After an in-studio screening, Warner Bros. executives objected to constant use of the word "nigger", the flatulent campfire scene, and Mongo appearing to punch a horse, and asked Brooks to modify those scenes. Brooks declined, as his contract gave him control of the final cut. He did remove the final line of Bart's response to Lili's attempt to seduce him in the dark: "I hate to disappoint you, ma'am, but you're sucking my arm."[10] To an interviewer's query about his frequent use of "nigger" in the script, Brooks responded that if Blazing Saddles were to be remade today, the controversial word would have to be omitted ("and then, you've got no movie..."). He added that he had received consistent support for its use from writer Richard Pryor, and lead actor Cleavon Little.[11]

Brooks wanted the movie's title song to reflect the western genre, and advertised in the trade papers for a "Frankie Laine-type" sound. Several days later, Laine himself visited Brooks' office to offer his services. Brooks had not told Laine that the movie was a comedy: "'Frankie sang his heart out... and we didn't have the heart to tell him it was a spoof — we just said, 'Oh, great!' He never heard the whip cracks; we put those in later. We got so lucky with his serious interpretation of the song."[12]

In an interview included in the DVD release of Blazing Saddles, Brooks claimed that Hedy Lamarr threatened legal action on grounds that the film's running "Hedley Lamarr" joke infringed on her right to privacy. This is lampooned in the film itself when Hedley corrects Governor Le Petomane's pronunciation of his name, and Le Petomane retorts, "What the hell are you worried about? This is 1874; you'll be able to sue her! " Brooks said that he and the actress settled out of court for a small sum. In the same interview, Brooks related that John Wayne was offered a cameo role. After reading the script Wayne declined, fearing the dialogue was "too dirty" for his family image, but told Brooks that he "would be first in line to see the film".[13]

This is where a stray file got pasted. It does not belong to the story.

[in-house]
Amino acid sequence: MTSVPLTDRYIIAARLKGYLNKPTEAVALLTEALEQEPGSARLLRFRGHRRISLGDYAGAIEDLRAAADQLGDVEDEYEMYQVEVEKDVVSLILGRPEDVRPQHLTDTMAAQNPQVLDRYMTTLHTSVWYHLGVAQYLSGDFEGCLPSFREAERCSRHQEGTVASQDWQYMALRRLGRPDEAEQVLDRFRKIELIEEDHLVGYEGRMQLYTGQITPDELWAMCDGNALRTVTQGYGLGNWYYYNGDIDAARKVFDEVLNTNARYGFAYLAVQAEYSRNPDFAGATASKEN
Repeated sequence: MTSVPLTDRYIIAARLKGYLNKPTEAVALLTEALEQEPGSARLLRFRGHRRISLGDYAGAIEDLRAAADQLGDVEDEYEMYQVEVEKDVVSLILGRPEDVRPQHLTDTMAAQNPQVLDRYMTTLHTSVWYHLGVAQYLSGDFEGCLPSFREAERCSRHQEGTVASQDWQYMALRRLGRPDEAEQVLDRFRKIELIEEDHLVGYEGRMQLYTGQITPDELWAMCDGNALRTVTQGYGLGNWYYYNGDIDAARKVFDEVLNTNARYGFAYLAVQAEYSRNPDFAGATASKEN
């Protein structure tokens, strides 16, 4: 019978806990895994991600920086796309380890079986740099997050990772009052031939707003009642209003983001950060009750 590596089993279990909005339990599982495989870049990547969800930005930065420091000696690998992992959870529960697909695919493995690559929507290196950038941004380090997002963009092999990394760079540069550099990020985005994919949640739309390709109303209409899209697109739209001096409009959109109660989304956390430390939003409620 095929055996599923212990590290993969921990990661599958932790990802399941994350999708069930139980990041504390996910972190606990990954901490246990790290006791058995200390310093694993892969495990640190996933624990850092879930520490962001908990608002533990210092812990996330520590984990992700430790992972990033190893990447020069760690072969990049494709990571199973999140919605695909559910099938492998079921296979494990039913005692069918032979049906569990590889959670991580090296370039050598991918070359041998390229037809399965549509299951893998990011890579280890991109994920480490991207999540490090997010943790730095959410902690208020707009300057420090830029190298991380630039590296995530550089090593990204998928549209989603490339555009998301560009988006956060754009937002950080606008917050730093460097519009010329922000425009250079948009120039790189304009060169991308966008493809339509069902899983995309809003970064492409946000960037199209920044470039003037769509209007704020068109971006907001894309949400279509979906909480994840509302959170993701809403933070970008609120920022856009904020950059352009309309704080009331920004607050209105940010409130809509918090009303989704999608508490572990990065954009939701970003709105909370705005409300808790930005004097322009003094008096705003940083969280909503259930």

While the film is widely considered a classic comedy today, critical reaction was mixed when the film was first released. Vincent Canby wrote:[14]

Blazing Saddles has no dominant personality, and it looks as if it includes every gag thought up in every story conference. Whether good, bad or mild, nothing was thrown out. Woody Allen's comedy, though very much a product of our Age of Analysis, recalls the wonder and discipline of people like Keaton and Laurel and Hardy. Mr. Brooks's sights are lower. His brashness is rare, but his use of anachronism and anarchy recalls not the great film comedies of the past, but the middling ones like the Hope-Crosby "Road" pictures. With his talent he should do much better than that.